VA catches "embarrassing" Y2K blip

The Department of Veterans Affairs has weathered slight Year 2000 problems in the final hours before the rollover into the new year.

Harold Gracey, chief information officer for the VA, said programmers earlier this week caught a software problem that would have dated Veterans Health Administration invoices as 1900 instead of 2000. The problem would not have caused trouble for the department but "would have just been embarrassing," Gracey said.

VA officials also found Year 2000 problems in medical devices at two VA hospitals. A device for taking tissue samples suffered from Year 2000 problems in Shreveport, La., and an X-ray machine in Tulsa, Okla., also experienced Year 2000-related trouble, according to Gracey.

Meanwhile, a telephone network exchange in the VA's Milwaukee hospital failed—but not because of the Year 2000 problem, said Gracey, who described the system as old. Hospital workers communicated by radios and cell phones while waiting for the system to be replaced, Gracey said, adding that replacement came quickly.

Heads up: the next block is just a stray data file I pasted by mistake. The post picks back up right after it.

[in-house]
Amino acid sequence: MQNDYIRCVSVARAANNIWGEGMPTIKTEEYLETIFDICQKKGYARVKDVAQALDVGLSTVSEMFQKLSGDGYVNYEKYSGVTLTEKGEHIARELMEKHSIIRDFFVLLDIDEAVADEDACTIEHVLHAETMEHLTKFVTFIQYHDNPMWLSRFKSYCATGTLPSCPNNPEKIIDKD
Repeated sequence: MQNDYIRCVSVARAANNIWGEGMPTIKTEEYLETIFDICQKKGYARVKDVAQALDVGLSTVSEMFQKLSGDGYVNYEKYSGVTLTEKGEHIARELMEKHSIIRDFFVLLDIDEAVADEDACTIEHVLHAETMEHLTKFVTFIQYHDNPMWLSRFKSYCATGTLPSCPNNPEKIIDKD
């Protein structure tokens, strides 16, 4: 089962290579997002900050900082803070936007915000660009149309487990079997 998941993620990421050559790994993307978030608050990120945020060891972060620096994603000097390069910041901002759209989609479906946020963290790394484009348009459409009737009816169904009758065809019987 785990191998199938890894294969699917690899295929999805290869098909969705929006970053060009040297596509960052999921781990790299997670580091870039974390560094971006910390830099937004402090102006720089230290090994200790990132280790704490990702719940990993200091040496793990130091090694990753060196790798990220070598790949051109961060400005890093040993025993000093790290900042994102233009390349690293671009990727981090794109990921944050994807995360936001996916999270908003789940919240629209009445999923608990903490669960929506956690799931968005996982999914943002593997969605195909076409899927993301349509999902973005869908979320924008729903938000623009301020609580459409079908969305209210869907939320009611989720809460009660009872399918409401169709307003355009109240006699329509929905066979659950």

"Certainly, it got faster attention and resolution than it would have otherwise," he said. "I think really what we're finding is that all the preparation [for Year 2000] has helped."

The VA serves a potential 25 million veterans plus 44 million of their family members. The department includes 172 medical centers, 551 clinics, 131 nursing homes and 40 domiciliaries around the nation. Gracey said the VA has spent close to $230 million on Year 2000 fixes over the past three or four years.

Gracey was overseeing the VA's rollover from the department's information coordination center in Martinsburg, W.Va. Nationwide, the VA has about 1,000 people watching for Year 2000 problems, Gracey said. Shifts of 20 people would work around the clock in Martinsburg, missing out on New Year's celebrations.

Gracey said celebrating would come later. "We're thinking of having a really good St. Patrick's Day party," he said.


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